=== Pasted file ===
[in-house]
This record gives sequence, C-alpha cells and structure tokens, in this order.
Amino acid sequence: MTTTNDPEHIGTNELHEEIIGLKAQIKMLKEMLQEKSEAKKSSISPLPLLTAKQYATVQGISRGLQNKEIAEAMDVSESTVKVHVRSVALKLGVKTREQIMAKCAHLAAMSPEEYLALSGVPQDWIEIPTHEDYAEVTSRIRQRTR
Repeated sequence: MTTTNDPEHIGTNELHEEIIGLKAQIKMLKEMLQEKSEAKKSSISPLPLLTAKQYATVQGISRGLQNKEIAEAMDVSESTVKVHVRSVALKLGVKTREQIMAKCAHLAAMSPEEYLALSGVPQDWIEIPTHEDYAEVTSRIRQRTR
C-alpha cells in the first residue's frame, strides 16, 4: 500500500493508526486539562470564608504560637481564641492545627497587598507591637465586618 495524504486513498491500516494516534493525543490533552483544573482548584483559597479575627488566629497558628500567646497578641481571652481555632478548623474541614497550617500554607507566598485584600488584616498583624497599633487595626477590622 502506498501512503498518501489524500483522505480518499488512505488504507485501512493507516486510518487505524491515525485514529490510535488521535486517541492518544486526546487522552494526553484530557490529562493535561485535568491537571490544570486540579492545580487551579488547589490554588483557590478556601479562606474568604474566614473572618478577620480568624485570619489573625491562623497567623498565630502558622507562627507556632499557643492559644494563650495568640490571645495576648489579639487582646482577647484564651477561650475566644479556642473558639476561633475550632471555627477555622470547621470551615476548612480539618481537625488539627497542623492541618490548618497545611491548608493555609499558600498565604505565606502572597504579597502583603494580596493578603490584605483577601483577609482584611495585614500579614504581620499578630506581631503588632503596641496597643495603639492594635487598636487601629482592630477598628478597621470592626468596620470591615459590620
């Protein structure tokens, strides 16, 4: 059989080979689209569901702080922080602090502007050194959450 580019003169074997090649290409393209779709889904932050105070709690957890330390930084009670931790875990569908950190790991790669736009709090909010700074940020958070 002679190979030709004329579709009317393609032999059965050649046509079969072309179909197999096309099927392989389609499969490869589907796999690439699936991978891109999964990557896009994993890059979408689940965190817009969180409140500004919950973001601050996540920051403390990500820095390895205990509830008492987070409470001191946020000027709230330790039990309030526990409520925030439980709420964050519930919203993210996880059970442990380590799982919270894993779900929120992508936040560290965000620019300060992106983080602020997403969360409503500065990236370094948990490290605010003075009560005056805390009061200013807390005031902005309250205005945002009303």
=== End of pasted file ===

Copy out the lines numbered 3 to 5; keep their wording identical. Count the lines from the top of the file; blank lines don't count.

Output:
Amino acid sequence: MTTTNDPEHIGTNELHEEIIGLKAQIKMLKEMLQEKSEAKKSSISPLPLLTAKQYATVQGISRGLQNKEIAEAMDVSESTVKVHVRSVALKLGVKTREQIMAKCAHLAAMSPEEYLALSGVPQDWIEIPTHEDYAEVTSRIRQRTR
Repeated sequence: MTTTNDPEHIGTNELHEEIIGLKAQIKMLKEMLQEKSEAKKSSISPLPLLTAKQYATVQGISRGLQNKEIAEAMDVSESTVKVHVRSVALKLGVKTREQIMAKCAHLAAMSPEEYLALSGVPQDWIEIPTHEDYAEVTSRIRQRTR
C-alpha cells in the first residue's frame, strides 16, 4: 500500500493508526486539562470564608504560637481564641492545627497587598507591637465586618 495524504486513498491500516494516534493525543490533552483544573482548584483559597479575627488566629497558628500567646497578641481571652481555632478548623474541614497550617500554607507566598485584600488584616498583624497599633487595626477590622 502506498501512503498518501489524500483522505480518499488512505488504507485501512493507516486510518487505524491515525485514529490510535488521535486517541492518544486526546487522552494526553484530557490529562493535561485535568491537571490544570486540579492545580487551579488547589490554588483557590478556601479562606474568604474566614473572618478577620480568624485570619489573625491562623497567623498565630502558622507562627507556632499557643492559644494563650495568640490571645495576648489579639487582646482577647484564651477561650475566644479556642473558639476561633475550632471555627477555622470547621470551615476548612480539618481537625488539627497542623492541618490548618497545611491548608493555609499558600498565604505565606502572597504579597502583603494580596493578603490584605483577601483577609482584611495585614500579614504581620499578630506581631503588632503596641496597643495603639492594635487598636487601629482592630477598628478597621470592626468596620470591615459590620